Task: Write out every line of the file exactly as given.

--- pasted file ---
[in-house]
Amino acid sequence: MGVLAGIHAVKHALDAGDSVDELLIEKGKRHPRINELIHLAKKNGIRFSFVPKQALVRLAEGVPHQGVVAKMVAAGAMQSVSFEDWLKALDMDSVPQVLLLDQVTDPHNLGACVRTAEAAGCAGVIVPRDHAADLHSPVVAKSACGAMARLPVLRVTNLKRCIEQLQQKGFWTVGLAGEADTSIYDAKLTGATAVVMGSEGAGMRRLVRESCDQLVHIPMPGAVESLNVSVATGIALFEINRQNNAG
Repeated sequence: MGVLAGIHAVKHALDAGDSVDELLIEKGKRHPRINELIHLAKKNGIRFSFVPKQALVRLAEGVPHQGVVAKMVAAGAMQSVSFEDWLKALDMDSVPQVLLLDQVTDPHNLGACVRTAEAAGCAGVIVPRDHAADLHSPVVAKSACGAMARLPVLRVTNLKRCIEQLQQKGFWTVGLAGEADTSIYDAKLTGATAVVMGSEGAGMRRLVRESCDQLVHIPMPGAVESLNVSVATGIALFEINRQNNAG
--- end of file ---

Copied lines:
[in-house]
Amino acid sequence: MGVLAGIHAVKHALDAGDSVDELLIEKGKRHPRINELIHLAKKNGIRFSFVPKQALVRLAEGVPHQGVVAKMVAAGAMQSVSFEDWLKALDMDSVPQVLLLDQVTDPHNLGACVRTAEAAGCAGVIVPRDHAADLHSPVVAKSACGAMARLPVLRVTNLKRCIEQLQQKGFWTVGLAGEADTSIYDAKLTGATAVVMGSEGAGMRRLVRESCDQLVHIPMPGAVESLNVSVATGIALFEINRQNNAG
Repeated sequence: MGVLAGIHAVKHALDAGDSVDELLIEKGKRHPRINELIHLAKKNGIRFSFVPKQALVRLAEGVPHQGVVAKMVAAGAMQSVSFEDWLKALDMDSVPQVLLLDQVTDPHNLGACVRTAEAAGCAGVIVPRDHAADLHSPVVAKSACGAMARLPVLRVTNLKRCIEQLQQKGFWTVGLAGEADTSIYDAKLTGATAVVMGSEGAGMRRLVRESCDQLVHIPMPGAVESLNVSVATGIALFEINRQNNAG